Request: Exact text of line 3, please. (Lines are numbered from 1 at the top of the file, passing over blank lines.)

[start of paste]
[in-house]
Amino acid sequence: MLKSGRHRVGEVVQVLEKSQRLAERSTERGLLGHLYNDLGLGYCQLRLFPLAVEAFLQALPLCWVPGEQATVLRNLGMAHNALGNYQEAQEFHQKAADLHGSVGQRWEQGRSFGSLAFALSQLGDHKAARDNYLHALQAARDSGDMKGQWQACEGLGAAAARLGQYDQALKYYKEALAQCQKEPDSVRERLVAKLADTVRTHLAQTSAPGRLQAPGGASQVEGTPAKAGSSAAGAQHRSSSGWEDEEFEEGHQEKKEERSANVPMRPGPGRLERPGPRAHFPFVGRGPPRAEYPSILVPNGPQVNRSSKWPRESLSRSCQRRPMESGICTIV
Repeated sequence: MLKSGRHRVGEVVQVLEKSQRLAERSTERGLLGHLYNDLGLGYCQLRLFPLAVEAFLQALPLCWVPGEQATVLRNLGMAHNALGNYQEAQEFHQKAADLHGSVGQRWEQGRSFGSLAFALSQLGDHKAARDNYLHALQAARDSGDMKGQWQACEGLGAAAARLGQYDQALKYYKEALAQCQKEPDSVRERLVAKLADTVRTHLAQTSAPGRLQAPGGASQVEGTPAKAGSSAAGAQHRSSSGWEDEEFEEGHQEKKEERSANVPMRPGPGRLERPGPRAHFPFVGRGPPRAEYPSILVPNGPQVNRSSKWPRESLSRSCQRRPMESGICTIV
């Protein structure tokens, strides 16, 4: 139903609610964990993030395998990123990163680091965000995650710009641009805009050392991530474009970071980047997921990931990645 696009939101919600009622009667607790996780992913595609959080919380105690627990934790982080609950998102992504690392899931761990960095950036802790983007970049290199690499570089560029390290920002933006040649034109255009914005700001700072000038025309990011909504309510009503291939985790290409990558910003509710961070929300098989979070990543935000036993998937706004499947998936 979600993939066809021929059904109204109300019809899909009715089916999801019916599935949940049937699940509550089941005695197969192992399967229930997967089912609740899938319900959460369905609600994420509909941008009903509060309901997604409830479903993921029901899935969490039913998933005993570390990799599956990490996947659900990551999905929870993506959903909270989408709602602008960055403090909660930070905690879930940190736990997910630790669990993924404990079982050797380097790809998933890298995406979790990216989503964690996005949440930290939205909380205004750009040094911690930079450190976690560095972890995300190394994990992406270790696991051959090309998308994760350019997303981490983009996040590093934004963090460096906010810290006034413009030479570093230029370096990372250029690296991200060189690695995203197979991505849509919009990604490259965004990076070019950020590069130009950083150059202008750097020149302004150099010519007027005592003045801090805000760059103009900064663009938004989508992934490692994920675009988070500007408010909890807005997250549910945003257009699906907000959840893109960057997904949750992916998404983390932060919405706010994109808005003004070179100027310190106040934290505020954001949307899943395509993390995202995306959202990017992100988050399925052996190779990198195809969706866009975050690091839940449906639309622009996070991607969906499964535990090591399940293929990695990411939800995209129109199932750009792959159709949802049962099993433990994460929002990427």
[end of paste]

Repeated sequence: MLKSGRHRVGEVVQVLEKSQRLAERSTERGLLGHLYNDLGLGYCQLRLFPLAVEAFLQALPLCWVPGEQATVLRNLGMAHNALGNYQEAQEFHQKAADLHGSVGQRWEQGRSFGSLAFALSQLGDHKAARDNYLHALQAARDSGDMKGQWQACEGLGAAAARLGQYDQALKYYKEALAQCQKEPDSVRERLVAKLADTVRTHLAQTSAPGRLQAPGGASQVEGTPAKAGSSAAGAQHRSSSGWEDEEFEEGHQEKKEERSANVPMRPGPGRLERPGPRAHFPFVGRGPPRAEYPSILVPNGPQVNRSSKWPRESLSRSCQRRPMESGICTIV